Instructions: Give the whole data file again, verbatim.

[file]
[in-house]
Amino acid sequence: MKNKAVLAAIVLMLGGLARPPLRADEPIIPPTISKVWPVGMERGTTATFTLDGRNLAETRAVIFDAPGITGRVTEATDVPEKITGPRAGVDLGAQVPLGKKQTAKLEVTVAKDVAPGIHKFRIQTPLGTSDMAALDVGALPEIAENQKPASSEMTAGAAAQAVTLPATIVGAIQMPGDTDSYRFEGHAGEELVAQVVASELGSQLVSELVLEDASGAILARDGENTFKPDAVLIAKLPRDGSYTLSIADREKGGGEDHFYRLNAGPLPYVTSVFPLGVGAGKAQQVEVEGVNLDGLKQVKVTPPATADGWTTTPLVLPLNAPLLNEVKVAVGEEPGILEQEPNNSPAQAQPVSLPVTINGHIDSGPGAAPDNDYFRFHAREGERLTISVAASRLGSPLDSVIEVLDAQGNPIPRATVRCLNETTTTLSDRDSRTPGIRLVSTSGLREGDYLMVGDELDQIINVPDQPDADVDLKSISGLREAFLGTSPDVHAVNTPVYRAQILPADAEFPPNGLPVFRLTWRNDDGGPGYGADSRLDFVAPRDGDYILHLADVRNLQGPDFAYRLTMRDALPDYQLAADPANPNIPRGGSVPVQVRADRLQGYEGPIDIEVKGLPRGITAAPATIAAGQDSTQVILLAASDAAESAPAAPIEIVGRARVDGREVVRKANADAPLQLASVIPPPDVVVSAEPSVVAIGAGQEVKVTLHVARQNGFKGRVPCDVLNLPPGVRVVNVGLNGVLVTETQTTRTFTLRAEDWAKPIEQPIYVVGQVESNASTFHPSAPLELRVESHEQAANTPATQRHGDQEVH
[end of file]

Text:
[in-house]
Amino acid sequence: MKNKAVLAAIVLMLGGLARPPLRADEPIIPPTISKVWPVGMERGTTATFTLDGRNLAETRAVIFDAPGITGRVTEATDVPEKITGPRAGVDLGAQVPLGKKQTAKLEVTVAKDVAPGIHKFRIQTPLGTSDMAALDVGALPEIAENQKPASSEMTAGAAAQAVTLPATIVGAIQMPGDTDSYRFEGHAGEELVAQVVASELGSQLVSELVLEDASGAILARDGENTFKPDAVLIAKLPRDGSYTLSIADREKGGGEDHFYRLNAGPLPYVTSVFPLGVGAGKAQQVEVEGVNLDGLKQVKVTPPATADGWTTTPLVLPLNAPLLNEVKVAVGEEPGILEQEPNNSPAQAQPVSLPVTINGHIDSGPGAAPDNDYFRFHAREGERLTISVAASRLGSPLDSVIEVLDAQGNPIPRATVRCLNETTTTLSDRDSRTPGIRLVSTSGLREGDYLMVGDELDQIINVPDQPDADVDLKSISGLREAFLGTSPDVHAVNTPVYRAQILPADAEFPPNGLPVFRLTWRNDDGGPGYGADSRLDFVAPRDGDYILHLADVRNLQGPDFAYRLTMRDALPDYQLAADPANPNIPRGGSVPVQVRADRLQGYEGPIDIEVKGLPRGITAAPATIAAGQDSTQVILLAASDAAESAPAAPIEIVGRARVDGREVVRKANADAPLQLASVIPPPDVVVSAEPSVVAIGAGQEVKVTLHVARQNGFKGRVPCDVLNLPPGVRVVNVGLNGVLVTETQTTRTFTLRAEDWAKPIEQPIYVVGQVESNASTFHPSAPLELRVESHEQAANTPATQRHGDQEVH